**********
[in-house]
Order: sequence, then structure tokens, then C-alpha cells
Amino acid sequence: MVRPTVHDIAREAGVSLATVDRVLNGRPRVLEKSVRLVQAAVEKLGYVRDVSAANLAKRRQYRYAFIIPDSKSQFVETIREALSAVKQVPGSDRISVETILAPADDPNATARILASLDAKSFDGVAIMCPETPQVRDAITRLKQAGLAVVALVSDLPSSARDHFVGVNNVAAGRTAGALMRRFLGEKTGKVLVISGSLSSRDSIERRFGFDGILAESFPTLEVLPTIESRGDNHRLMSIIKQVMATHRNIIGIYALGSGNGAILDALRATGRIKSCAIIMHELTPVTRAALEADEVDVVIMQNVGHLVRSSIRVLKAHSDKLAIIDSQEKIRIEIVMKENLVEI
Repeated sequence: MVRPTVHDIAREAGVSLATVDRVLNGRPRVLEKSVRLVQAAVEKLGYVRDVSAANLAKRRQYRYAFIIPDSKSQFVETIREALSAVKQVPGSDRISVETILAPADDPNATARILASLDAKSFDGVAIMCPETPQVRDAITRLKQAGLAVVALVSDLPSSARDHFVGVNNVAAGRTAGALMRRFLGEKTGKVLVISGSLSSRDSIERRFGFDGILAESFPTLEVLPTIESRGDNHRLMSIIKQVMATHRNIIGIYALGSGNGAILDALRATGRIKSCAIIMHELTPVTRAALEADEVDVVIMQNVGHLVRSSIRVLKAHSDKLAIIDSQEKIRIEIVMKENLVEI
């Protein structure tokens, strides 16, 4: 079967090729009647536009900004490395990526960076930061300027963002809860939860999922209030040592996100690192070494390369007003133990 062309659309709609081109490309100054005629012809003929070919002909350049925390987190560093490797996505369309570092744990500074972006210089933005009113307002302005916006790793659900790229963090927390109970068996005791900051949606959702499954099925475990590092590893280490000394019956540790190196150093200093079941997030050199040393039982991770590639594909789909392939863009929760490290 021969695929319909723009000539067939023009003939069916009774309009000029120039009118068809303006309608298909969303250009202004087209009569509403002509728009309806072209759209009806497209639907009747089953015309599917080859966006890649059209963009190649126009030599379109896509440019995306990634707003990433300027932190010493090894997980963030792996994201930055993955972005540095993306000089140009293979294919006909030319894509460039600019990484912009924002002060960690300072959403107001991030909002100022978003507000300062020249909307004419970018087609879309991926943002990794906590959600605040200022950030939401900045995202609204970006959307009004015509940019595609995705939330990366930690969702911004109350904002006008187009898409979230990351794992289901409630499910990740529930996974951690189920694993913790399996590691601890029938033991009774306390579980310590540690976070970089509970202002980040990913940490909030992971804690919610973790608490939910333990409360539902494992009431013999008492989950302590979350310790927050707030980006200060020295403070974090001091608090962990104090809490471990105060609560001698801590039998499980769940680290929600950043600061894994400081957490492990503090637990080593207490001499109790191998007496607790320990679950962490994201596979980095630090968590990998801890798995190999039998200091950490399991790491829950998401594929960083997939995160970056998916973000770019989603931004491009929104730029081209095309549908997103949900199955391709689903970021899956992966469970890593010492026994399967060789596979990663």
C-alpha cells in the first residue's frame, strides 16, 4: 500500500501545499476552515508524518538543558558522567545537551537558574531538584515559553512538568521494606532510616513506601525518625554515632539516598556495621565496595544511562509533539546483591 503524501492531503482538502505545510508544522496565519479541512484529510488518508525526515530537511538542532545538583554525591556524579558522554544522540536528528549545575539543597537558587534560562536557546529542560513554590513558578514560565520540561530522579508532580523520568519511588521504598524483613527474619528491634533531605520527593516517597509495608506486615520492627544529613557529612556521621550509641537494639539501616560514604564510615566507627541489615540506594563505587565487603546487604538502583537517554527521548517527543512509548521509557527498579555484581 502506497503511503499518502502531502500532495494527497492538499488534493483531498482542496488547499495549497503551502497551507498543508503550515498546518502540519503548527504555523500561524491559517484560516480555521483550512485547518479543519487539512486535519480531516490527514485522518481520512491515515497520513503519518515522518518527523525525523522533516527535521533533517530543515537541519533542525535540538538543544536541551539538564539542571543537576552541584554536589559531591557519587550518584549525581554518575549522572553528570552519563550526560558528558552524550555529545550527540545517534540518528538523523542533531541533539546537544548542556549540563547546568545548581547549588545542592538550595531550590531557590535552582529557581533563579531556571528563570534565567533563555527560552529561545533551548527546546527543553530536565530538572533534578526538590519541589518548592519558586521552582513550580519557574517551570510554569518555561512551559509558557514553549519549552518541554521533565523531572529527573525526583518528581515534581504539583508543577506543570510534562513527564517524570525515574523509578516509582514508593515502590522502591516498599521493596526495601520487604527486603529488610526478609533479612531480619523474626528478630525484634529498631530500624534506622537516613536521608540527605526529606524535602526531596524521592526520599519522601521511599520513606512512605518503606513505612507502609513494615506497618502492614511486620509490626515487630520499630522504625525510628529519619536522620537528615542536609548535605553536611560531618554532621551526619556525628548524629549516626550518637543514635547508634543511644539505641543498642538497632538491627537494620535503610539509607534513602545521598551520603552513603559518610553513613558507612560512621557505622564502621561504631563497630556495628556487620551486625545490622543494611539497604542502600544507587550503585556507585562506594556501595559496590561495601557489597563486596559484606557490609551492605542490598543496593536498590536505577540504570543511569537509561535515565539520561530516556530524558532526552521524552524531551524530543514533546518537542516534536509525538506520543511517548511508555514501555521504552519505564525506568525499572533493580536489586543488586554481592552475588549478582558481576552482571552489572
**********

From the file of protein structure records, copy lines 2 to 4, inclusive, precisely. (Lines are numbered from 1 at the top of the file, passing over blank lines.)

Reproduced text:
Order: sequence, then structure tokens, then C-alpha cells
Amino acid sequence: MVRPTVHDIAREAGVSLATVDRVLNGRPRVLEKSVRLVQAAVEKLGYVRDVSAANLAKRRQYRYAFIIPDSKSQFVETIREALSAVKQVPGSDRISVETILAPADDPNATARILASLDAKSFDGVAIMCPETPQVRDAITRLKQAGLAVVALVSDLPSSARDHFVGVNNVAAGRTAGALMRRFLGEKTGKVLVISGSLSSRDSIERRFGFDGILAESFPTLEVLPTIESRGDNHRLMSIIKQVMATHRNIIGIYALGSGNGAILDALRATGRIKSCAIIMHELTPVTRAALEADEVDVVIMQNVGHLVRSSIRVLKAHSDKLAIIDSQEKIRIEIVMKENLVEI
Repeated sequence: MVRPTVHDIAREAGVSLATVDRVLNGRPRVLEKSVRLVQAAVEKLGYVRDVSAANLAKRRQYRYAFIIPDSKSQFVETIREALSAVKQVPGSDRISVETILAPADDPNATARILASLDAKSFDGVAIMCPETPQVRDAITRLKQAGLAVVALVSDLPSSARDHFVGVNNVAAGRTAGALMRRFLGEKTGKVLVISGSLSSRDSIERRFGFDGILAESFPTLEVLPTIESRGDNHRLMSIIKQVMATHRNIIGIYALGSGNGAILDALRATGRIKSCAIIMHELTPVTRAALEADEVDVVIMQNVGHLVRSSIRVLKAHSDKLAIIDSQEKIRIEIVMKENLVEI